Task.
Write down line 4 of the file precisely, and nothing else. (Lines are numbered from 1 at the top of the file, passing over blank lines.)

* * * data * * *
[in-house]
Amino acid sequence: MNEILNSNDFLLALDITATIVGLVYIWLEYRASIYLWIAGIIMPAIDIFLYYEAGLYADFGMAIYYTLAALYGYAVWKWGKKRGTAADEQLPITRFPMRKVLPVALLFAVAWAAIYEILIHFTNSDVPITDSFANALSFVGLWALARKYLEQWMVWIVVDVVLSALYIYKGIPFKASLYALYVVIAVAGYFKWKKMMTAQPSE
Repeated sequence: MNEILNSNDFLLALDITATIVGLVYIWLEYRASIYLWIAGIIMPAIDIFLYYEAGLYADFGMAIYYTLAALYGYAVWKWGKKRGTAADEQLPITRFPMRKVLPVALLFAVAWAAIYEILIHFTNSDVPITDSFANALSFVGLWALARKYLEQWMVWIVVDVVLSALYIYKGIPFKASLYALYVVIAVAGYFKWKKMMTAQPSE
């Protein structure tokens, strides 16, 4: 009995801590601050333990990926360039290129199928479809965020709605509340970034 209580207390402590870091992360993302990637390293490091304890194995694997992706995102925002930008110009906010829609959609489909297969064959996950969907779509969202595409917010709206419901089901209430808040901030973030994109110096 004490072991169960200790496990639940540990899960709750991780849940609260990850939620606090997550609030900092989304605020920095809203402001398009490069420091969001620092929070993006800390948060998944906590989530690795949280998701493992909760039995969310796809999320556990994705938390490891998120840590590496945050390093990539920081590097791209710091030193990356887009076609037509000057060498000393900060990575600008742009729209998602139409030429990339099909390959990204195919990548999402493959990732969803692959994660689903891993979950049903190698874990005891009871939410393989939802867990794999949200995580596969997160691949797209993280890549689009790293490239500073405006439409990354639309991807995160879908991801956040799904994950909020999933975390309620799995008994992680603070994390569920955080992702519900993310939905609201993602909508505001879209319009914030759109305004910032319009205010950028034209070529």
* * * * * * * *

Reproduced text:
């Protein structure tokens, strides 16, 4: 009995801590601050333990990926360039290129199928479809965020709605509340970034 209580207390402590870091992360993302990637390293490091304890194995694997992706995102925002930008110009906010829609959609489909297969064959996950969907779509969202595409917010709206419901089901209430808040901030973030994109110096 004490072991169960200790496990639940540990899960709750991780849940609260990850939620606090997550609030900092989304605020920095809203402001398009490069420091969001620092929070993006800390948060998944906590989530690795949280998701493992909760039995969310796809999320556990994705938390490891998120840590590496945050390093990539920081590097791209710091030193990356887009076609037509000057060498000393900060990575600008742009729209998602139409030429990339099909390959990204195919990548999402493959990732969803692959994660689903891993979950049903190698874990005891009871939410393989939802867990794999949200995580596969997160691949797209993280890549689009790293490239500073405006439409990354639309991807995160879908991801956040799904994950909020999933975390309620799995008994992680603070994390569920955080992702519900993310939905609201993602909508505001879209319009914030759109305004910032319009205010950028034209070529």